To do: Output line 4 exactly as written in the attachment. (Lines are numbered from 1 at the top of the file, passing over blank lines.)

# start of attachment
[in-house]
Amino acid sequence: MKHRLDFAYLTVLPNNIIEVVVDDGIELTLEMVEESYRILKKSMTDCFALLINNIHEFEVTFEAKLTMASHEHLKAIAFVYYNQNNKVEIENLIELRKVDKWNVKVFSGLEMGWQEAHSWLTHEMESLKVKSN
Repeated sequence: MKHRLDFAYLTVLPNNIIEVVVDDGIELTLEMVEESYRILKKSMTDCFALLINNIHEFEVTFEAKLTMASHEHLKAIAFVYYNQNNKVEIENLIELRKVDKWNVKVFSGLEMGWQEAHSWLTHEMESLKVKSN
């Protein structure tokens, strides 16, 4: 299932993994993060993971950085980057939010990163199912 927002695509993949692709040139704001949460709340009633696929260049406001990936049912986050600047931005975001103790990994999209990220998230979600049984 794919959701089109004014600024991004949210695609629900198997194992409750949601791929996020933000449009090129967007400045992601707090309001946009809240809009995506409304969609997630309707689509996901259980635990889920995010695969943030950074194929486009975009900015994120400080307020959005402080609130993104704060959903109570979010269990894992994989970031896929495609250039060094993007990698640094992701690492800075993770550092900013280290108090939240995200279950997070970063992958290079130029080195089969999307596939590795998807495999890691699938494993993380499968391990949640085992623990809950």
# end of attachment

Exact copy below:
């Protein structure tokens, strides 16, 4: 299932993994993060993971950085980057939010990163199912 927002695509993949692709040139704001949460709340009633696929260049406001990936049912986050600047931005975001103790990994999209990220998230979600049984 794919959701089109004014600024991004949210695609629900198997194992409750949601791929996020933000449009090129967007400045992601707090309001946009809240809009995506409304969609997630309707689509996901259980635990889920995010695969943030950074194929486009975009900015994120400080307020959005402080609130993104704060959903109570979010269990894992994989970031896929495609250039060094993007990698640094992701690492800075993770550092900013280290108090939240995200279950997070970063992958290079130029080195089969999307596939590795998807495999890691699938494993993380499968391990949640085992623990809950």